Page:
In my primary research project (not coauthoring with advisor), I got two results, say result A and result B, back in 2020. I wanted to submit it in 2020, but my advisor says that I need a further result, say result C, to be considered for a top journal.
I agreed with him as I find the (hypothetical) result C way more exciting. Now I am half-way through getting result C.
A competing group tried to get result A (with mistakes) and submitted a paper in 2020. The referee rejected their paper because they made a fatal mistake. They corrected the mistake and submitted the corrected version of result A again. They got their paper accepted at a top journal in March 2021.
I don't know how to speak with my advisor about this without offending him. My advisor says it is a good thing as it proves that I was at the right direction and a super active subfield. I think he is just trying to sooth me by saying nice words.
Now I am submitting the results A and B by myself. I do have timestamps on public cloud services to prove that I did get the correct version of result A before them. However, the timestamp is just on a poorly written draft rather than a fully written paper, because my advisor asked me to work on C.
It is my first time dealing with this issue. Shall I also submit the timestamps to prove that I had the result A?
I am thinking about putting result A into appendix and emphasizing result B in my paper. Am I correct? Is it best to submit the paper to the same journal?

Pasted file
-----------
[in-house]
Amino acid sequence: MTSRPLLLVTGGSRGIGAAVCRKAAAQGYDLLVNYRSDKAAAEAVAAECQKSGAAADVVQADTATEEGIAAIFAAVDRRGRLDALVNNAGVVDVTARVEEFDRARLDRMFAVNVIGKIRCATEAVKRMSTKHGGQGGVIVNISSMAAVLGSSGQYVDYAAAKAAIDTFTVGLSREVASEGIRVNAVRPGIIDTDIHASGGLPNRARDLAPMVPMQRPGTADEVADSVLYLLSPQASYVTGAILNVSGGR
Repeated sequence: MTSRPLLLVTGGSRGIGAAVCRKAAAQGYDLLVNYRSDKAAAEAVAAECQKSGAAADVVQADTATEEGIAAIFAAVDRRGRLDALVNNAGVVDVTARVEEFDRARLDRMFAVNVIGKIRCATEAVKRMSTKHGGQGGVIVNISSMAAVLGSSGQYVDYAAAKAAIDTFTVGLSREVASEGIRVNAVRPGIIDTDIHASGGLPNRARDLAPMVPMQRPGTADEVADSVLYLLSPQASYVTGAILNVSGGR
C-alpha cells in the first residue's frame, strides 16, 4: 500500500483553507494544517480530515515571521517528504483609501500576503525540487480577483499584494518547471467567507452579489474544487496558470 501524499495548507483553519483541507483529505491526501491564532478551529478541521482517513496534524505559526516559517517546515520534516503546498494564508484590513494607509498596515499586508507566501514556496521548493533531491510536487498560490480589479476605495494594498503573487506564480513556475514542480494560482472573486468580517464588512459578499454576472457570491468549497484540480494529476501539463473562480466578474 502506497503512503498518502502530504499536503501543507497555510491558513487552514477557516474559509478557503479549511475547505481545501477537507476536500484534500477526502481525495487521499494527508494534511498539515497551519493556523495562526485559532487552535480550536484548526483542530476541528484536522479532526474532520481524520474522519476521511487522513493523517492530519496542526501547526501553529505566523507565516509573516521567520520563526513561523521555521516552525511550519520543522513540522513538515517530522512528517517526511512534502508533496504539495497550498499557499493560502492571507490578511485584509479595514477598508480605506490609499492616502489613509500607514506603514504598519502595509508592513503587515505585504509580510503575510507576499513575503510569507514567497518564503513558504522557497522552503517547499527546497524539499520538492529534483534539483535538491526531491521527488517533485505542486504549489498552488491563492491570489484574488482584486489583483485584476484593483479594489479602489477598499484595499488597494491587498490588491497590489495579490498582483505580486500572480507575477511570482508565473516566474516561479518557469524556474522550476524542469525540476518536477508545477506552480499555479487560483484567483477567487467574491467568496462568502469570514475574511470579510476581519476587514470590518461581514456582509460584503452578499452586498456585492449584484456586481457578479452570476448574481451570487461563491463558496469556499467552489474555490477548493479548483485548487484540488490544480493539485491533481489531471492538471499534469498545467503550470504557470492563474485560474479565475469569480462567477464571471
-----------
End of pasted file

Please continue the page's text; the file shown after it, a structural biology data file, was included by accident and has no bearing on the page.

I will cite their paper of course. I want to say that I am a concurrent worker work in parallel. I am afraid that the everyone think I am the follower, who falsely and unethically present myself as a concurrent worker.
What shall I say to make clear in my paper what happened?
PS: I was not worrying before March because I thought:
The competing group made mistakes so they are not competent competitors
Result A alone is not enough for top publications. Their paper still contains some technical mistakes and exaggerated claims.
However, facts proved that I underestimated the competing group. The hard lesson learnt.
The field is applied statistics. This is a primarily theoretical work that studies the properties of two widely-adopted statistical methods.